Good things happen when nonprofit newsrooms collaborate across state lines — and New York now has Minnesota to thank for helping us keep a close watch on our legislature.
Today, The New York World is launching a New York State legislative bill tracker, which follows a select crop of measures working their way through Albany. It uses live data from the Sunlight Foundation’s Open States Project to update bill status, combined with our own reporters’ selections of important bills to follow this year. The state legislature’s current session runs through June.
The project is powered by code built by Alan Palazzolo, a newsroom developer from MinnPost, the excellent accountability journalism project based in Minneapolis. Alan spent the last five days in New York City building a news application any newsroom can use to loop the public in on statehouse actions, thanks to ProPublica’s P5, which brings in newsroom developers and data journalists to its New York City office to work for a few days on a special project.
His goal was to turn MinnPost’s successful Bill Tracker into an application that any news organization, in any state, could use to monitor activity of statehouse lawmakers. Scott Klein, editor of news applications for ProPublica, generously reached out to The New York World with the opportunity to work with Alan and with Jeremy Merrill of ProPublica to build a New Yorkified version — and in the process, help them hammer out a template to share nationally. (You’ll find more details from Alan at the ProPublica Nerd Blog.)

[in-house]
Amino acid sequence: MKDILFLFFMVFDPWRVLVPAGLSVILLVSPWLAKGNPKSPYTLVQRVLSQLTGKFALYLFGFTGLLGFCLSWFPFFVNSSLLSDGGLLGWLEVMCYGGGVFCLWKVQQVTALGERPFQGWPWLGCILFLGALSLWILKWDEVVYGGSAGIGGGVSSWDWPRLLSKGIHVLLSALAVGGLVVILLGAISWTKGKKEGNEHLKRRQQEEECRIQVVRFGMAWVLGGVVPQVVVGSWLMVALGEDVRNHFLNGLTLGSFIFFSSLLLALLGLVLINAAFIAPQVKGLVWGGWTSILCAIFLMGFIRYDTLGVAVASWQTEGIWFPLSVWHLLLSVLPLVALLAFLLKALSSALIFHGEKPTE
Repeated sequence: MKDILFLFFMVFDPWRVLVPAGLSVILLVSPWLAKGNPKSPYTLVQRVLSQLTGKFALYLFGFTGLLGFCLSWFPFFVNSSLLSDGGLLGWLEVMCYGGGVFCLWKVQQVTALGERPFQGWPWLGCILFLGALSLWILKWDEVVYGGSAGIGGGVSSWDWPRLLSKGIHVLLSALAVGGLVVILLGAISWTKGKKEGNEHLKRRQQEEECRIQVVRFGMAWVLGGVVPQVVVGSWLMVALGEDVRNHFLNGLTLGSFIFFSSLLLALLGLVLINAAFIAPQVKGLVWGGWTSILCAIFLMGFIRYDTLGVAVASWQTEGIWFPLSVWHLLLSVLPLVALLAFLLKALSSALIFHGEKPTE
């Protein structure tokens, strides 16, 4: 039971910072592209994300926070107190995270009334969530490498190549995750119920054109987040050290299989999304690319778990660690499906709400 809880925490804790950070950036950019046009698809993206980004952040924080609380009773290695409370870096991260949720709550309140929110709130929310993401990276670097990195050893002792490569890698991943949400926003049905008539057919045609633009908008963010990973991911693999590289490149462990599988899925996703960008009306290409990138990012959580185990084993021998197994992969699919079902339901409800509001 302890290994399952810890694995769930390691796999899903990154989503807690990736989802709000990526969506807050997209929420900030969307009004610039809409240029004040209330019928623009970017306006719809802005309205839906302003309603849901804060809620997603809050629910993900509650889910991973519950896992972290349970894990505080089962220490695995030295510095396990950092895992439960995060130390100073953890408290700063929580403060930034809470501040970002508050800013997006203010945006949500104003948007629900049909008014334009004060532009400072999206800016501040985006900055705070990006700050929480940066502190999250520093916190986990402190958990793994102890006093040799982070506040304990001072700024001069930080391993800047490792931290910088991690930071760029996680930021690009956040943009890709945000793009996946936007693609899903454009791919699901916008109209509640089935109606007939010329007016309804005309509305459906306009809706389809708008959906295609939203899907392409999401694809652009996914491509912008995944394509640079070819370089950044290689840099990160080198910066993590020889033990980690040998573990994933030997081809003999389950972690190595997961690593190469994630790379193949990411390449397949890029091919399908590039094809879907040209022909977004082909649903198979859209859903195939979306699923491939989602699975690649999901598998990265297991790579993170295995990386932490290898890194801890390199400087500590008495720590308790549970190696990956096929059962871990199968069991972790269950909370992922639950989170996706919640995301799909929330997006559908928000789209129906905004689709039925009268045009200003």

Of course we said yes, and worked with the MinnPost and ProPublica developers to fit New York’s quirky political byways into standardized code. That posed some challenges, expected and not. Judging from Minnesota’s tracker, their legislature is a fairly orderly place where members have ample time to consider measures in an open forum. New York, by contrast, is notorious for “three men in a room” decision-making, where deals hammered out by legislative leaders and the governors go for cursory votes among the membership, often very late in the session.
That means that many of the most important bills to be voted on by the legislature won’t even exist, at least not publicly, until the middle or even end of June. But we aren’t letting that exercise in non-democracy stop us. The New York World’s bill tracker is a work in evolution. We’re starting with selected measures that our reporters have determined are significant right now. As other bills come into play, we’ll add them to our tracker — down to the final hours of session if need be.
Please let us know about bills that you think should be on here, and explain why they’re important.